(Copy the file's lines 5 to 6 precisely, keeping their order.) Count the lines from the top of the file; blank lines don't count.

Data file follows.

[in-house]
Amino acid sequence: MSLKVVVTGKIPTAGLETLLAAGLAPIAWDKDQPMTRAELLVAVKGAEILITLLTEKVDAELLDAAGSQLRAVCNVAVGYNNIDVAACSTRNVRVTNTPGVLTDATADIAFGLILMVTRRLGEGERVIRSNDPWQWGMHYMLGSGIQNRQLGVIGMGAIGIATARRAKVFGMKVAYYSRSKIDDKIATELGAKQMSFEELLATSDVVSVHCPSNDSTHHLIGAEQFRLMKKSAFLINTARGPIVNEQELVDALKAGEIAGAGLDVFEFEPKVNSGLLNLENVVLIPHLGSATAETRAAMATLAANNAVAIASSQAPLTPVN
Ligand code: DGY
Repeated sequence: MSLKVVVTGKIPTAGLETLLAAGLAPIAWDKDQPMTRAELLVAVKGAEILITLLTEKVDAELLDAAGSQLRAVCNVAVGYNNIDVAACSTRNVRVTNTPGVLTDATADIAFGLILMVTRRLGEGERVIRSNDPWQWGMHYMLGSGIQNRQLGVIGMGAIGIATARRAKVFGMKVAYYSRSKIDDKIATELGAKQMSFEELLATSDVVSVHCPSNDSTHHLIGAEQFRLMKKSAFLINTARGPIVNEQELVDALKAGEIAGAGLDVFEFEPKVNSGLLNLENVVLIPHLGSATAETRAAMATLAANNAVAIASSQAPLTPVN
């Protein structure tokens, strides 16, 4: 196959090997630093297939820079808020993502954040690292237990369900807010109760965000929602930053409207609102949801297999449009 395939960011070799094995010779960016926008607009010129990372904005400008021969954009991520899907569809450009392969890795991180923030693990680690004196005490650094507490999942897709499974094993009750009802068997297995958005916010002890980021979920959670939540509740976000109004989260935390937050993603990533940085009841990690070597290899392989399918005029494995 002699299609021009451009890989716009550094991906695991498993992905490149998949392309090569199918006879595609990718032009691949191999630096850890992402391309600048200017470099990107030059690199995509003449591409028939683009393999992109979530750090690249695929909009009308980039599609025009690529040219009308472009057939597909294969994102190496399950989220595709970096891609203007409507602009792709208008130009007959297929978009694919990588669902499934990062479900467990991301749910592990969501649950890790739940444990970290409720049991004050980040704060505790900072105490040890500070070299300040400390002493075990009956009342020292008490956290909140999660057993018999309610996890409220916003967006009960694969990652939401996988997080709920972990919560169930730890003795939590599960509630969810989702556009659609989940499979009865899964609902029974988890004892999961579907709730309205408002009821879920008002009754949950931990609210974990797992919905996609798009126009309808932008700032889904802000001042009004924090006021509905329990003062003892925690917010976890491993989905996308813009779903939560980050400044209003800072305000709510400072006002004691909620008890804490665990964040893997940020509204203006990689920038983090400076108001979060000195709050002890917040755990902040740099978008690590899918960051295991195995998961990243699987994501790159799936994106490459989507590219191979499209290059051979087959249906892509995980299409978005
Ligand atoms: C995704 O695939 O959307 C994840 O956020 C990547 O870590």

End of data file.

């Protein structure tokens, strides 16, 4: 196959090997630093297939820079808020993502954040690292237990369900807010109760965000929602930053409207609102949801297999449009 395939960011070799094995010779960016926008607009010129990372904005400008021969954009991520899907569809450009392969890795991180923030693990680690004196005490650094507490999942897709499974094993009750009802068997297995958005916010002890980021979920959670939540509740976000109004989260935390937050993603990533940085009841990690070597290899392989399918005029494995 002699299609021009451009890989716009550094991906695991498993992905490149998949392309090569199918006879595609990718032009691949191999630096850890992402391309600048200017470099990107030059690199995509003449591409028939683009393999992109979530750090690249695929909009009308980039599609025009690529040219009308472009057939597909294969994102190496399950989220595709970096891609203007409507602009792709208008130009007959297929978009694919990588669902499934990062479900467990991301749910592990969501649950890790739940444990970290409720049991004050980040704060505790900072105490040890500070070299300040400390002493075990009956009342020292008490956290909140999660057993018999309610996890409220916003967006009960694969990652939401996988997080709920972990919560169930730890003795939590599960509630969810989702556009659609989940499979009865899964609902029974988890004892999961579907709730309205408002009821879920008002009754949950931990609210974990797992919905996609798009126009309808932008700032889904802000001042009004924090006021509905329990003062003892925690917010976890491993989905996308813009779903939560980050400044209003800072305000709510400072006002004691909620008890804490665990964040893997940020509204203006990689920038983090400076108001979060000195709050002890917040755990902040740099978008690590899918960051295991195995998961990243699987994501790159799936994106490459989507590219191979499209290059051979087959249906892509995980299409978005
Ligand atoms: C995704 O695939 O959307 C994840 O956020 C990547 O870590």